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07 March 2011

It's not every day you hear the CEO of one of the top publicly listed companies in this country admit that if they knew what they now know they would have run a million miles the other way. Not that Gail Kelly is contemplating running away... but it is weirdly comforting to know that people who reach the top suffer moments of doubt just like everyone else.

Speaking on leadership skills at a lunch for 120 women business owners and corporate types (a few token men thrown in for look), Gail admitted that when she first received the news she'd landed the Westpac role it crossed her mind she wasn't sure she could do the job.

Such thoughts aside, Gail continues to lead and believes it's because she has the right people in the right roles and the wrong people off the bus. She also believes that making both sides of that decision requires courage and resilience, and the ability to identify and communicate simply, honestly and clearly your values and the values of the business.

Steps up

I don't know how many times I've heard human resources people comment on the difference between the approach men and women take to stepping up the career staircase? But it goes something like this: women when they look at the requirements of a new position will invariably not try for a promotion if they can't do everything on the list. Men, on the other hand, will go for it if they can do just 40 per cent of what it requires. You'd have to think this is two extremes of the one continuum? Certainly, this month's Ruby of the Month - board director and top-flight business leader - Diane Smith-Gander does. She is of the firm view that we should split the difference, be capable of 60 to 80 per cent of the role, and stretch to the final 20 per cent or so - otherwise, what do you learn.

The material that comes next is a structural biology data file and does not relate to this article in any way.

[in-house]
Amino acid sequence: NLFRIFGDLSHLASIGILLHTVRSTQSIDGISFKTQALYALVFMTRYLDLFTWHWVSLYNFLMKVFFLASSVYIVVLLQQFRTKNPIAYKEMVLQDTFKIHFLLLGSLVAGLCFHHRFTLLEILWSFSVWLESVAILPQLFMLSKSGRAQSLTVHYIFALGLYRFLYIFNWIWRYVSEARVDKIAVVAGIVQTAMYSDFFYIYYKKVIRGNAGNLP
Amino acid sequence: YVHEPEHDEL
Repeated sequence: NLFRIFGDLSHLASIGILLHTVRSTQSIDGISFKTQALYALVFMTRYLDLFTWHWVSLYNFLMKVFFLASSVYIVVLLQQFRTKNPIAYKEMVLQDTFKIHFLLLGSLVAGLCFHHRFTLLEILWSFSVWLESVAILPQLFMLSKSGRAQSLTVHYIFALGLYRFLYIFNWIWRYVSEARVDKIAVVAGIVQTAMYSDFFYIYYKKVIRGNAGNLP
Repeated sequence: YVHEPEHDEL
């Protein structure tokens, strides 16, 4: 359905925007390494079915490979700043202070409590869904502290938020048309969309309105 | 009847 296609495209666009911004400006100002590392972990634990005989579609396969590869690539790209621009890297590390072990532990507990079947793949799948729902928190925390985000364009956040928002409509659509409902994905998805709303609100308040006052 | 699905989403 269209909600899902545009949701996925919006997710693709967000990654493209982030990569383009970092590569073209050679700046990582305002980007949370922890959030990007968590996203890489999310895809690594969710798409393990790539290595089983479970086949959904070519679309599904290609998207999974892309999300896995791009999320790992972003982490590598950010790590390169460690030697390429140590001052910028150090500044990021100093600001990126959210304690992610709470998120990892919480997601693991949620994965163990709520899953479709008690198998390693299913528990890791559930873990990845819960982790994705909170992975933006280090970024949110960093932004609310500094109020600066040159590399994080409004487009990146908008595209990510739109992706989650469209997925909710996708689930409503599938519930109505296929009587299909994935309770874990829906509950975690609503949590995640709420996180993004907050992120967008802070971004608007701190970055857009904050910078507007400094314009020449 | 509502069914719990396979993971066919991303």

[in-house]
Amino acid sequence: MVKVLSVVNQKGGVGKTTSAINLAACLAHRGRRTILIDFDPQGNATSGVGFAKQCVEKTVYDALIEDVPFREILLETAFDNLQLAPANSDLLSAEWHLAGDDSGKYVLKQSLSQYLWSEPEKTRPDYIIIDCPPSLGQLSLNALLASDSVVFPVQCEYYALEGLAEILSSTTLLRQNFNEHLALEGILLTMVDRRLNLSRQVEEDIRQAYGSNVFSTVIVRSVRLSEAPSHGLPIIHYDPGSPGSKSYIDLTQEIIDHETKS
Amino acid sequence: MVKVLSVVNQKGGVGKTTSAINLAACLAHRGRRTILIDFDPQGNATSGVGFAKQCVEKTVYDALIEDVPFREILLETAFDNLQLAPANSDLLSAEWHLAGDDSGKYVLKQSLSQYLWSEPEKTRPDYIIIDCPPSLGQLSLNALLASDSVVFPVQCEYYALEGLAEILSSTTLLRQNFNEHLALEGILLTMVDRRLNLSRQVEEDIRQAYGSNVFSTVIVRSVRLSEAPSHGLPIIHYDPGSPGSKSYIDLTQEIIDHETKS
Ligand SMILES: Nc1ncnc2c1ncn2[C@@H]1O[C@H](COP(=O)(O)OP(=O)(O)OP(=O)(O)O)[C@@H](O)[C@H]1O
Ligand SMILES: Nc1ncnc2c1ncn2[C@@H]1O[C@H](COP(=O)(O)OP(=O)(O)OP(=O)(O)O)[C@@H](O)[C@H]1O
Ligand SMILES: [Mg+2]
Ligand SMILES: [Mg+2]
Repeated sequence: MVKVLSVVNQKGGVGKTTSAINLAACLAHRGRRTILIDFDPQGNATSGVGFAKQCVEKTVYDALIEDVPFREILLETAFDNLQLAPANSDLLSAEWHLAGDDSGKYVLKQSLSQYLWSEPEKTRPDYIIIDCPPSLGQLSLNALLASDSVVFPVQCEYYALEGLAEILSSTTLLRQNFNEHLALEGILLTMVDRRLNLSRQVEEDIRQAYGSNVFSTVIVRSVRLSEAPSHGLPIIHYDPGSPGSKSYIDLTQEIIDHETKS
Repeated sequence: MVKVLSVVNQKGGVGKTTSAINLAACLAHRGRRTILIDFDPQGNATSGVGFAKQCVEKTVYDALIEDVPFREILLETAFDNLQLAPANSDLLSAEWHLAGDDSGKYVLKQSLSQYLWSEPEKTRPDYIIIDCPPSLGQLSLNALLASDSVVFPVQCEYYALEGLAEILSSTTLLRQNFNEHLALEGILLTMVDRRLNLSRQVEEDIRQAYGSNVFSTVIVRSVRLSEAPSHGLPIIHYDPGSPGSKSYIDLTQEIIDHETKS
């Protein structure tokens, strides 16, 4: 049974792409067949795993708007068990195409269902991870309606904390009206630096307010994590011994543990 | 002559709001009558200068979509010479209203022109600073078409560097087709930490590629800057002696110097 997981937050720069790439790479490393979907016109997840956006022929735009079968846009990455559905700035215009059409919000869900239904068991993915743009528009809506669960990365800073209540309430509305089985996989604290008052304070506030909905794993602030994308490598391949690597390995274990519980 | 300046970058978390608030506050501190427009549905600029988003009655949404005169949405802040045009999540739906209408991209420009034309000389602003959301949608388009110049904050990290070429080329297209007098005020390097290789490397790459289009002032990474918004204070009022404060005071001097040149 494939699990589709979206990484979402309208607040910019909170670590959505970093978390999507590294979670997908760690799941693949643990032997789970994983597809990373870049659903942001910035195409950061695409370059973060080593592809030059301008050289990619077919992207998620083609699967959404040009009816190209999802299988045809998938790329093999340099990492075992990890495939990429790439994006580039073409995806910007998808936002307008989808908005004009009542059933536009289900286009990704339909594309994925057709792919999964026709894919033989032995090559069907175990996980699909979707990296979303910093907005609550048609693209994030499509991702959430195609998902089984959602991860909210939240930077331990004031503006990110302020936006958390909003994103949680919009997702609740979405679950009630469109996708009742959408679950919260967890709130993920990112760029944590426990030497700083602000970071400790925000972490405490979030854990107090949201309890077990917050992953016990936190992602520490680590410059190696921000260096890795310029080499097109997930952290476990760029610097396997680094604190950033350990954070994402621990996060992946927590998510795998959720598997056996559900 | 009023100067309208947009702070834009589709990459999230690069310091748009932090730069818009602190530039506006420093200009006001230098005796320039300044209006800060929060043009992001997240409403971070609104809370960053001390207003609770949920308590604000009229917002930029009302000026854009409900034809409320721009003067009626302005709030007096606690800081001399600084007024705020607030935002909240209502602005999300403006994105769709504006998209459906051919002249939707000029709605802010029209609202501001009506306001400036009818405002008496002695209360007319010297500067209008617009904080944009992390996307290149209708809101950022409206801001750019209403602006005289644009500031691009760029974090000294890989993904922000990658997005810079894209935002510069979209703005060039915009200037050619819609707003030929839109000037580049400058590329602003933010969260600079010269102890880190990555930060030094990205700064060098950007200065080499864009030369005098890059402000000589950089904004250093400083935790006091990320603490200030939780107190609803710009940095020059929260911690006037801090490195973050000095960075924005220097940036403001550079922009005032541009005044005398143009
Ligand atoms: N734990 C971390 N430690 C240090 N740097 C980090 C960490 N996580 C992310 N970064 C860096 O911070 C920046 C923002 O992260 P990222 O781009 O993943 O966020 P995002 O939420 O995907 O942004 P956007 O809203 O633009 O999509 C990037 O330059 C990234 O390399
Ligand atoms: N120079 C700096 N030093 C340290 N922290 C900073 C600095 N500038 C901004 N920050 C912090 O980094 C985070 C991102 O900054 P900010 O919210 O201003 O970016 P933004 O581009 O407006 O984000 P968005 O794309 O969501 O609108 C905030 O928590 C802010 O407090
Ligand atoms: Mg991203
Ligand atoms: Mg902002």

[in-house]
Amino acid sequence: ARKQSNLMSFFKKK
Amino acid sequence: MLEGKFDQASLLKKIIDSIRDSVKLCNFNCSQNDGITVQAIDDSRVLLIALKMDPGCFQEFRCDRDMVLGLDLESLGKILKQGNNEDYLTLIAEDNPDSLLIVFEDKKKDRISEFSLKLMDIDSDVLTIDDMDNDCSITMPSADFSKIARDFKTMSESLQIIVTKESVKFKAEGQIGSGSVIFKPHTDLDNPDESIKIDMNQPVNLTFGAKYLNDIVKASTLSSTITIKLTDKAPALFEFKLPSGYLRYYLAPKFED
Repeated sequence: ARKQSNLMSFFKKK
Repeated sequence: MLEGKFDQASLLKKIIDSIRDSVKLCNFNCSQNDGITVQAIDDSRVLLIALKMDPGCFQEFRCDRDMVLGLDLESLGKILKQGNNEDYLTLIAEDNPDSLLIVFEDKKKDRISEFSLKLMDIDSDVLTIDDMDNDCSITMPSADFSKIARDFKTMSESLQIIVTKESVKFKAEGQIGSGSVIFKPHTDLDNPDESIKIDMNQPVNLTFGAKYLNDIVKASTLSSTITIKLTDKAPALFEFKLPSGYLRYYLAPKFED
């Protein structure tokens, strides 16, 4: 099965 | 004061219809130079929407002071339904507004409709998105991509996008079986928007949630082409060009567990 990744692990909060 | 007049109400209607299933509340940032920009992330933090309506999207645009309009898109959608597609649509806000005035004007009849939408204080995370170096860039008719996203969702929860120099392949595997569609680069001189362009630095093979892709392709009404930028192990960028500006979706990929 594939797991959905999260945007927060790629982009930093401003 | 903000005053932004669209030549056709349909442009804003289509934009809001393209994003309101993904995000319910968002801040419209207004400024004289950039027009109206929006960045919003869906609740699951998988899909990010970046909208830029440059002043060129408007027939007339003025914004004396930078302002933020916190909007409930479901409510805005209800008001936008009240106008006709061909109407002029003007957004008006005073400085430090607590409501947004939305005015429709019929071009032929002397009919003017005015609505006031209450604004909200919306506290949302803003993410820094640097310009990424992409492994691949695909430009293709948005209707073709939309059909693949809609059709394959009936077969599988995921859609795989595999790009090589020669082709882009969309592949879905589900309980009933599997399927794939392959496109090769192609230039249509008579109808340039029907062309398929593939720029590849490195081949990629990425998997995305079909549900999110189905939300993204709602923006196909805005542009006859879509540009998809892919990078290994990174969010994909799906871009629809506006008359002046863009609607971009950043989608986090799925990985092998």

Speaking with Diane about climbing what she prefers to think of as a spiral staircase rather than a corporate ladder, words such as courage and resilience crop up a fair bit.

She related a particular story in her working life for which I do not envy her.

Back in the 1990s country retail bank branches were being closed. Diane was advised to do the courageous thing and announce the closures personally and take it on the chin. In doing just that she soon learned the impact the closures were having on the towns... and it was not what many may have expected.

Diane says: \"Many people in country towns were going to larger regional centres for services and a range of goods already, so doing their banking there was not really a problem... It was the loss of the people in those smaller towns that mattered. Sometimes, the bank manger was the president of the school's P&C (Parents and Citizens group), or the wife of the accountant convened the local childcare facility, or the bank employees' kids leaving the school forced the local school to drop grades because there were not enough kids left to make a class.

\"These were the issues. Understanding what was happening and being able to at least acknowledge all those affected, and being prepared to be empathetic, was really important to making the best of those closures and to getting understanding in the community.\"

Try these shoes